Building a repertoire based on 1 Nf3

In this post I’m going to take an overview of building a repertoire based on 1 Nf3. In subsequent posts I’ll look at things in more detail.

Here are the main points to bear in mind.

  1. The best way to get a grip on the various move orders is to bear in mind the key positions that are being aimed at, and those which are being avoided.
  2. After 1 Nf3 d5, White plays the direct 2 d4, usually followed by 3 c4, as there is no reason to avoid transposition to the Queen’s Gambit or Catalan.
  3. However, after 1 Nf3 Nf6, White continues with the flexible 2 c4, inviting Black to show his hand.
  4. The most common alternatives to 1 …d5 and 1 …Nf6 are 1 …c5, 1 …f5, 1 …g6, 1 …d6 and 1 …e6. All of these are met by 2 c4, except for 1 ..d6, which is met by 2 d4. The reaction to 1 …d6 is thematic; after 1 Nf3, White usually tries to stop …e5 if at all possible.
  5. If Black plays a combination of …d5, …e6 and …Nf6, White will aim for either the Queen’s Gambit or Catalan.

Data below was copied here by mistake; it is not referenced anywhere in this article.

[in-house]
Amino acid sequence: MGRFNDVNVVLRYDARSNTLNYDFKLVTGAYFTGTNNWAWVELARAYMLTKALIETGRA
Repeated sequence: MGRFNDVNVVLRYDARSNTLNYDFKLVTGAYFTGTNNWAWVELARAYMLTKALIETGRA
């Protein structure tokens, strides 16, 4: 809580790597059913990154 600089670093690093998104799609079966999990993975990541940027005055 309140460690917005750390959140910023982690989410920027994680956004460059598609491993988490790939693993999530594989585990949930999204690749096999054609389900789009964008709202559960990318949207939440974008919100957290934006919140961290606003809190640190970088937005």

6. White should also be prepared for the Slav, Queen’s Gambit Accepted and Tarrasch.
  7. There are a number of minor lines after 1 Nf3 d5 2 d4 that White needs some general knowledge to meet. Usually he will play 3 c4, leading to the Queen’s Gambit, although sometimes other approaches are worth considering.
  8. The Symmetrical Variation of the English Opening is a key part of the repertoire. This arise when Black plays …c5 before White has played d4, and White plays c4 himself. There are many possible move orders; the most obvious are 1 Nf3 c5 2 c4 and 1 Nf3 Nf6 2 c4 c5, but Black can also delay the move …c5 for a while, e.g. 1 Nf3 Nf6 2 c4 b6 3 g3 Bb7 4 Bg2 e6 5 0-0 Be7 6 Nc3 0-0 7 Re1 and only now 7 …c5.
  9. White needs to be familiar with the follow sub-variations of the Symmetrical English: the pure symmetrical, the Semi-Tarrasch, the systems with a quick …d5, the Double Fianchetto, the Hedgehog, the system 1 Nf3 c5 2 c4 Nc6.
  10. White also needs to be familiar with the classic Maroczy Bind formation. This can arise in various ways, but the standard move order is 1 Nf3 c5 2 c4 g6 3 e4 Nc6 4 d4 cxd4 5 Nxd4. This is usually classified as a line of the Sicilian, but has more in common with the English Opening.